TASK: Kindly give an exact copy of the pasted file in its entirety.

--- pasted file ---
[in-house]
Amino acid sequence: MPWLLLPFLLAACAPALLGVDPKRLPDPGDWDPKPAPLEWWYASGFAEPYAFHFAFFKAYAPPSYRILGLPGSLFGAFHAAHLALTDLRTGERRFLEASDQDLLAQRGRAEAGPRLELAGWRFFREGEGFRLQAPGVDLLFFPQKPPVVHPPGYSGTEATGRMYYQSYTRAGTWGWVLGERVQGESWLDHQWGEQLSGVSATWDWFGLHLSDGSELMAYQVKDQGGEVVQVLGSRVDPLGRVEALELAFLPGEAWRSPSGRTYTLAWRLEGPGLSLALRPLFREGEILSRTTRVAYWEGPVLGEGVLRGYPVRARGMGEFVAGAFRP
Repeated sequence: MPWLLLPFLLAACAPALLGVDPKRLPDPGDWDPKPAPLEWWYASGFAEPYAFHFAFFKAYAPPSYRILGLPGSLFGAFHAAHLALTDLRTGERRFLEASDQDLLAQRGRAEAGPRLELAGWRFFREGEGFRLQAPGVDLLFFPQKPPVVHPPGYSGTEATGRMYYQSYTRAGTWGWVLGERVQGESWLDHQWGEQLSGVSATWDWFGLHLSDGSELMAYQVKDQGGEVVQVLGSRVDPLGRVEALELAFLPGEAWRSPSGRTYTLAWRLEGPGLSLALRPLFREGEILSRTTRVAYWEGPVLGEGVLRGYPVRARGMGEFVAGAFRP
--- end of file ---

[in-house]
Amino acid sequence: MPWLLLPFLLAACAPALLGVDPKRLPDPGDWDPKPAPLEWWYASGFAEPYAFHFAFFKAYAPPSYRILGLPGSLFGAFHAAHLALTDLRTGERRFLEASDQDLLAQRGRAEAGPRLELAGWRFFREGEGFRLQAPGVDLLFFPQKPPVVHPPGYSGTEATGRMYYQSYTRAGTWGWVLGERVQGESWLDHQWGEQLSGVSATWDWFGLHLSDGSELMAYQVKDQGGEVVQVLGSRVDPLGRVEALELAFLPGEAWRSPSGRTYTLAWRLEGPGLSLALRPLFREGEILSRTTRVAYWEGPVLGEGVLRGYPVRARGMGEFVAGAFRP
Repeated sequence: MPWLLLPFLLAACAPALLGVDPKRLPDPGDWDPKPAPLEWWYASGFAEPYAFHFAFFKAYAPPSYRILGLPGSLFGAFHAAHLALTDLRTGERRFLEASDQDLLAQRGRAEAGPRLELAGWRFFREGEGFRLQAPGVDLLFFPQKPPVVHPPGYSGTEATGRMYYQSYTRAGTWGWVLGERVQGESWLDHQWGEQLSGVSATWDWFGLHLSDGSELMAYQVKDQGGEVVQVLGSRVDPLGRVEALELAFLPGEAWRSPSGRTYTLAWRLEGPGLSLALRPLFREGEILSRTTRVAYWEGPVLGEGVLRGYPVRARGMGEFVAGAFRP